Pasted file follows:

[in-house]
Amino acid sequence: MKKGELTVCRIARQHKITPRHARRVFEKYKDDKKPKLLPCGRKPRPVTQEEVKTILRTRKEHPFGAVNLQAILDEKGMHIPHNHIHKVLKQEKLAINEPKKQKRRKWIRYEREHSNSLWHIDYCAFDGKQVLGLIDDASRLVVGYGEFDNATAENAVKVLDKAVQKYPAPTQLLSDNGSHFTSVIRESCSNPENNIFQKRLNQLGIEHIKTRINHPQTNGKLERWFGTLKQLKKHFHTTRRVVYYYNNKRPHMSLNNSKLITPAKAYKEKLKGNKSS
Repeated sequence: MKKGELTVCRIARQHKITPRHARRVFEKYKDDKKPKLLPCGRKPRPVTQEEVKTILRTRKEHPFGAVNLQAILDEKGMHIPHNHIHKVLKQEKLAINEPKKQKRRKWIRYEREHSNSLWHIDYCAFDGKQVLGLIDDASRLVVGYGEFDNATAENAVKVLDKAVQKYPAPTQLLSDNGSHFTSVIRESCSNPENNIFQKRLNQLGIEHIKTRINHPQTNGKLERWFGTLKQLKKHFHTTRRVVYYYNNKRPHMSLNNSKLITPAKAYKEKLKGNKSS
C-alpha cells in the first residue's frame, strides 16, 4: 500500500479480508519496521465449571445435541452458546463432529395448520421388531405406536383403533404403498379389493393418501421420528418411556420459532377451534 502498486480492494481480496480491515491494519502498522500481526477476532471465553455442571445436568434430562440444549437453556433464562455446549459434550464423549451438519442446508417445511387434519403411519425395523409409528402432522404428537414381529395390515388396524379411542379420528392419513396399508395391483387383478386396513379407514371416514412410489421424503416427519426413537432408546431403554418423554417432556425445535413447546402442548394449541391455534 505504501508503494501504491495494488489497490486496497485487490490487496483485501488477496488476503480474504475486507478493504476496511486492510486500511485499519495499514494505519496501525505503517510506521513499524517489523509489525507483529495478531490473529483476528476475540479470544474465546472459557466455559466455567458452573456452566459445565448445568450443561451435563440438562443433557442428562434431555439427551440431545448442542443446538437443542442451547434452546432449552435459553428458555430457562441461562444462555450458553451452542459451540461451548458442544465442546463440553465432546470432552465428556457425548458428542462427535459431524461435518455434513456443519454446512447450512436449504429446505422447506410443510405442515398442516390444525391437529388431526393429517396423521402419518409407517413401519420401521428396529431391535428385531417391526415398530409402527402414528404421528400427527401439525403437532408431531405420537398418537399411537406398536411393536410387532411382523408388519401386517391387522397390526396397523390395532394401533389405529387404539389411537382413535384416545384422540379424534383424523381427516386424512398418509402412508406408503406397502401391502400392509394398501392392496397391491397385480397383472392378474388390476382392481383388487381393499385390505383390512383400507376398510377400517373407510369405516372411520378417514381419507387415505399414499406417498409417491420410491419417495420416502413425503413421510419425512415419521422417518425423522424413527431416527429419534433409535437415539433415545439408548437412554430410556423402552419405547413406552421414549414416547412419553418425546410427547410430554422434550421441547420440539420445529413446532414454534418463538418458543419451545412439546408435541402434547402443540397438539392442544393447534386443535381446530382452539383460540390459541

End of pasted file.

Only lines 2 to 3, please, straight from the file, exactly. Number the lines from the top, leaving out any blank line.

Amino acid sequence: MKKGELTVCRIARQHKITPRHARRVFEKYKDDKKPKLLPCGRKPRPVTQEEVKTILRTRKEHPFGAVNLQAILDEKGMHIPHNHIHKVLKQEKLAINEPKKQKRRKWIRYEREHSNSLWHIDYCAFDGKQVLGLIDDASRLVVGYGEFDNATAENAVKVLDKAVQKYPAPTQLLSDNGSHFTSVIRESCSNPENNIFQKRLNQLGIEHIKTRINHPQTNGKLERWFGTLKQLKKHFHTTRRVVYYYNNKRPHMSLNNSKLITPAKAYKEKLKGNKSS
Repeated sequence: MKKGELTVCRIARQHKITPRHARRVFEKYKDDKKPKLLPCGRKPRPVTQEEVKTILRTRKEHPFGAVNLQAILDEKGMHIPHNHIHKVLKQEKLAINEPKKQKRRKWIRYEREHSNSLWHIDYCAFDGKQVLGLIDDASRLVVGYGEFDNATAENAVKVLDKAVQKYPAPTQLLSDNGSHFTSVIRESCSNPENNIFQKRLNQLGIEHIKTRINHPQTNGKLERWFGTLKQLKKHFHTTRRVVYYYNNKRPHMSLNNSKLITPAKAYKEKLKGNKSS